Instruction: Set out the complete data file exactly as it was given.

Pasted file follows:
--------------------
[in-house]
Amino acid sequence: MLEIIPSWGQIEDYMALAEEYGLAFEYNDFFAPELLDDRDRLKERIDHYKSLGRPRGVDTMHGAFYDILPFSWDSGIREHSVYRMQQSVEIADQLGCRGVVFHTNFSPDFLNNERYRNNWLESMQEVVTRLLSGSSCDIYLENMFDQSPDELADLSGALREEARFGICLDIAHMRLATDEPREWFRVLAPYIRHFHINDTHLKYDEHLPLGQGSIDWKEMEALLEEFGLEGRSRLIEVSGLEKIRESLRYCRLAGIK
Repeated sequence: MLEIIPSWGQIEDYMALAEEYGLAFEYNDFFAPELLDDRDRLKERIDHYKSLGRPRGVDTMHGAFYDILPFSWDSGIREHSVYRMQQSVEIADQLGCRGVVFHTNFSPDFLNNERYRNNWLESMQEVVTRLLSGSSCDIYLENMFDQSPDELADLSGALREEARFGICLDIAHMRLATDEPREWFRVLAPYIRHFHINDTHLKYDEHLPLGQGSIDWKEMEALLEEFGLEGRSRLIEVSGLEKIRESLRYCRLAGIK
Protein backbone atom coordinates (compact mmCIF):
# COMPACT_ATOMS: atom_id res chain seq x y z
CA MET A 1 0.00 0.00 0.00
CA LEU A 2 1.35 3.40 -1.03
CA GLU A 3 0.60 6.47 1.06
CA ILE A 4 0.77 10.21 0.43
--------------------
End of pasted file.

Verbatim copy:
[in-house]
Amino acid sequence: MLEIIPSWGQIEDYMALAEEYGLAFEYNDFFAPELLDDRDRLKERIDHYKSLGRPRGVDTMHGAFYDILPFSWDSGIREHSVYRMQQSVEIADQLGCRGVVFHTNFSPDFLNNERYRNNWLESMQEVVTRLLSGSSCDIYLENMFDQSPDELADLSGALREEARFGICLDIAHMRLATDEPREWFRVLAPYIRHFHINDTHLKYDEHLPLGQGSIDWKEMEALLEEFGLEGRSRLIEVSGLEKIRESLRYCRLAGIK
Repeated sequence: MLEIIPSWGQIEDYMALAEEYGLAFEYNDFFAPELLDDRDRLKERIDHYKSLGRPRGVDTMHGAFYDILPFSWDSGIREHSVYRMQQSVEIADQLGCRGVVFHTNFSPDFLNNERYRNNWLESMQEVVTRLLSGSSCDIYLENMFDQSPDELADLSGALREEARFGICLDIAHMRLATDEPREWFRVLAPYIRHFHINDTHLKYDEHLPLGQGSIDWKEMEALLEEFGLEGRSRLIEVSGLEKIRESLRYCRLAGIK
Protein backbone atom coordinates (compact mmCIF):
# COMPACT_ATOMS: atom_id res chain seq x y z
CA MET A 1 0.00 0.00 0.00
CA LEU A 2 1.35 3.40 -1.03
CA GLU A 3 0.60 6.47 1.06
CA ILE A 4 0.77 10.21 0.43